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War on the Meaning of Christmas

What does this penguin have to do with the birth of Christ?

I recently saw a Jon Stewart monologue that really got me thinking. Stewart was making fun of Fox News’ “War on Christmas.” Stewart asks how could there possibly be a “War on Christmas” when Christmas, as a holiday, has become so bloated that this year it finally took over Thanksgiving. In 2012, before the turkey was even cold, Americans flocked to the stores to buy Christmas gifts on the new consumer holiday called Black Thursday.

What other holiday gets so much media? My cable guide is filled with endless Christmas specials of my favorite shows. Christmas music gets its own radio stations dedicated to such crimes as “Dominick the Italian Christmas Donkey” (I am Italian, by the way) and Justin Bieber’s version of “The Little Drummer Boy.” And we are subjected to some of the worst music ever made not just for a week or two, but for a whole month or more. (I feel so sorry for the people who have to work places that pipe in that garbage. I think they should strike.)

Stewart ends by telling Halloween to watch its back. A wise admonition since we all have seen Christmas decorations on display right next to Halloween costumes and candy.

Upon some serious reflection, I discovered I agreed with Stewart. There is no “War on Christmas,” the increasingly secular holiday. How could there be when Christmas has expanded its waistline so dramatically that it has finally eaten Thanksgiving?

I realized that instead there is a “War on the Meaning of Christmas.” We have all heard the stories of the “Holiday Pageants” where kids are only allowed to sing “White Christmas” and “Rocking Around the Christmas Tree.” No “Silent Night” or “God Rest Ye Merry Gentleman” allowed. Or municipalities that will not allow a nativity on public grounds. And yet all around are twinkling lights, bad music and the “Lowest Prices of the Year!” For the majority it seems, Christmas is a secular holiday devoid of its true meaning: the celebration of the birth of our Lord and Savior Jesus Christ.

I believe the “War on the Meaning of Christmas” and the Christmas season’s urban-sprawl-like expansion are linked. I see it like I do ice cream. It only takes a few bites of full-fat, full-sugar ice cream to satisfy. It’s the real deal. But take the nearly fat-free, sugar-free stuff and it may take the whole carton to reach the same level of satisfaction. And you are left with a bad after-taste.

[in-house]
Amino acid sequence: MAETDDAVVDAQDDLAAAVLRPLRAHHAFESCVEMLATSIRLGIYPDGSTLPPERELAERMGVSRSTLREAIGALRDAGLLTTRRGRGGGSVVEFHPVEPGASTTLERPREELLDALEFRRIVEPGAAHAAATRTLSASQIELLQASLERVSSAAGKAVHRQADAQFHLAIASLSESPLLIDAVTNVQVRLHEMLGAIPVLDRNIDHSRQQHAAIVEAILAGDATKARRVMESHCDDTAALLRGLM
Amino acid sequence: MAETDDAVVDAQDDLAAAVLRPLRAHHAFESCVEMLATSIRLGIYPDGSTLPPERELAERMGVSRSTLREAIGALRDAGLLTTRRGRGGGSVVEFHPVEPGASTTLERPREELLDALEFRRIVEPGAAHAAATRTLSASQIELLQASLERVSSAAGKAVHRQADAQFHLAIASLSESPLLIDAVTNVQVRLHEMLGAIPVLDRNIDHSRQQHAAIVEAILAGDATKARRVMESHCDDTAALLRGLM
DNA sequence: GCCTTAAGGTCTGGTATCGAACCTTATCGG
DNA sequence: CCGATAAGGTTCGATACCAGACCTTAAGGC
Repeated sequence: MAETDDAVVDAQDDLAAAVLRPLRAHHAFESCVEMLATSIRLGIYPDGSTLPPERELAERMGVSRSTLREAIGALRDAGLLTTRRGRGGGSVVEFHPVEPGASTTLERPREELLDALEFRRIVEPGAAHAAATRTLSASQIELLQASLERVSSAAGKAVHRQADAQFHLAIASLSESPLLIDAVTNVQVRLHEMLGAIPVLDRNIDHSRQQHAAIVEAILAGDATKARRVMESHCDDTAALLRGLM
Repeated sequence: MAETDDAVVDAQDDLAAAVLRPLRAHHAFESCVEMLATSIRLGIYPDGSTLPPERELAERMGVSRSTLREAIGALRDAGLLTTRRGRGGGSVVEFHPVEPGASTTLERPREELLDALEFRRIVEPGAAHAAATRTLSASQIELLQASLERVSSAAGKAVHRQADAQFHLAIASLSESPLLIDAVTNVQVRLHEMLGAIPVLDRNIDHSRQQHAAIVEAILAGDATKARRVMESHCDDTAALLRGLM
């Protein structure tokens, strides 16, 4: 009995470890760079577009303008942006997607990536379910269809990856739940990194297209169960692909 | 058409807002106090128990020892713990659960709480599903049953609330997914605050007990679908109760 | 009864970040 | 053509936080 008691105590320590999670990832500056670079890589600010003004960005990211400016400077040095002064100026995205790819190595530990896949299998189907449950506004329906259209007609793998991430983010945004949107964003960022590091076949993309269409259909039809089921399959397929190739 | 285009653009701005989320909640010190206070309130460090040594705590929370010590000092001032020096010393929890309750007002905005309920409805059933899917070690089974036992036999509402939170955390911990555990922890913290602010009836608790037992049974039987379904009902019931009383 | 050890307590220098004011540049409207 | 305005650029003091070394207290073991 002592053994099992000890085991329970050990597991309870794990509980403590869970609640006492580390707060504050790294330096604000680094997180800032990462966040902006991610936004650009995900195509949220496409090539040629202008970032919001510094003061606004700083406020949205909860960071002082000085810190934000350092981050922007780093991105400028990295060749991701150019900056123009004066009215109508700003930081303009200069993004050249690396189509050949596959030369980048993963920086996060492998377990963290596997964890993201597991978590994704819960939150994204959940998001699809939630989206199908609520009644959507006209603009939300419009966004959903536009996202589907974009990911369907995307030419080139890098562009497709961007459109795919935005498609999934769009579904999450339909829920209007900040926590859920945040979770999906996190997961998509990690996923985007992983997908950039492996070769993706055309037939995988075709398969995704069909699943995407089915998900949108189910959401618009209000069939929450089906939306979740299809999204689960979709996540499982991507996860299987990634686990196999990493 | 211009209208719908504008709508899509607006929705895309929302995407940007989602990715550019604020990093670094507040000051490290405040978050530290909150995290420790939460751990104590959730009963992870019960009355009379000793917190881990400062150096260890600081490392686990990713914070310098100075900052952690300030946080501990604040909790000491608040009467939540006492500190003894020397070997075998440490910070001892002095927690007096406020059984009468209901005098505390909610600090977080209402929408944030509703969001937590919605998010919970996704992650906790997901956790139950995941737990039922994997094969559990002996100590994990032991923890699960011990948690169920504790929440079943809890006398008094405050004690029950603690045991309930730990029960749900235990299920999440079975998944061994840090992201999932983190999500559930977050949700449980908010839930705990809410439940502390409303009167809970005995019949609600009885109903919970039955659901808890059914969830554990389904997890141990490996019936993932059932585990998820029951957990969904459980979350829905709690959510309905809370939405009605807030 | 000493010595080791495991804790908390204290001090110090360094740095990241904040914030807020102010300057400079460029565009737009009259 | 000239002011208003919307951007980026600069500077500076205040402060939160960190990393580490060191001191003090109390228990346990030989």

The more the true meaning of Christmas is forgotten, the more gigantic the holiday has to become to satisfy. The secular Christmas also leaves that bad after-taste of gluttonous consumerism.

My family calls me the “ba-hum-bug.” I will not allow Thanksgiving weekend to be interrupted by sales and Christmas decorations. We deck the halls only after the first Sunday of Advent. I do not play any Christmas music in my car until a week or so before Christmas and even then it has to be good, sacred Christmas music. (Sorry Biebs, but you just don’t cut it.)

And for all my attempts to try and keep the “full-fat, full sugar” version of Christmas, I am seen as the Christmas downer. So be it. Because when Christmas Eve arrives, I am ready to celebrate. Ready to sing carols with abandon. Ready to be merry with family and friends. Ready to experience the joy and wonder of the birth of Christ. All without that nasty after-taste.

The “War on the Meaning of Christmas” continues. It will no doubt escalate along with the trampling of our religious rights. As more of the true meaning of Christmas is lost, I expect the secular Christmas to become like “The Blob” devouring everything in its path. All I can say is, “Watch out Halloween. You are next!”


Rebecca Taylor is a clinical laboratory specialist in molecular biology, and a practicing pro-life Catholic who writes at the bioethics blog Mary Meets Dolly. She has been writing and speaking about Catholicism and biotechnology for six years and is a regular on Catholic radio.
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  • http://www.schefter.org/ PrairieHawk

    When I was living in Barrow, Alaska, the locals put on one year a midwinter festival. Dance groups from communities around the North Slope were invited to perform. There were two kinds of communities: rich ones, flush with North Slope oil money, and poor ones from outside the region. Can you guess who danced better? The dancing from the rich groups was perfunctory and lifeless. The dancing from the poor towns was rich and vibrant, and exciting to watch.

    I learned then the effect that money can have on a holiday. Sometimes it may even be better to be poor, if it means you’re really living your life and not just putting it all on a credit card. Many, many people tell stories about how they had nothing growing up but the love of their families. Love flourishes best when worldly things take second place. I’m not saying that, given a choice, I’d sooner be poor (though I am pretty poor these days); rather, I can see a silver lining to poverty that suggests to me that God has ways of evening things out, even in this lifetime.

  • Erin Pascal

    Thank you for this great post! This thought has been running through my mind these past days.

    I have been feeling kind of forlorn seeing how the season to celebrate the birth of
    Christ has been greatly commercialized and secularized. I think about all the children and young people celebrating Christmas this year without knowledge or appreciation of what this season truly means.

    All I see are glitter, tinsel, lights, greenery, cards, festivities, carols, bells, Santas, trees, frantic shoppers and extravagant presents. Where has Christ gone? Where is the holiness of this season?

    I hope to still see the time when people will truly celebrate Christmas as it should be celebrated–simple, sanctified and Christ-centered.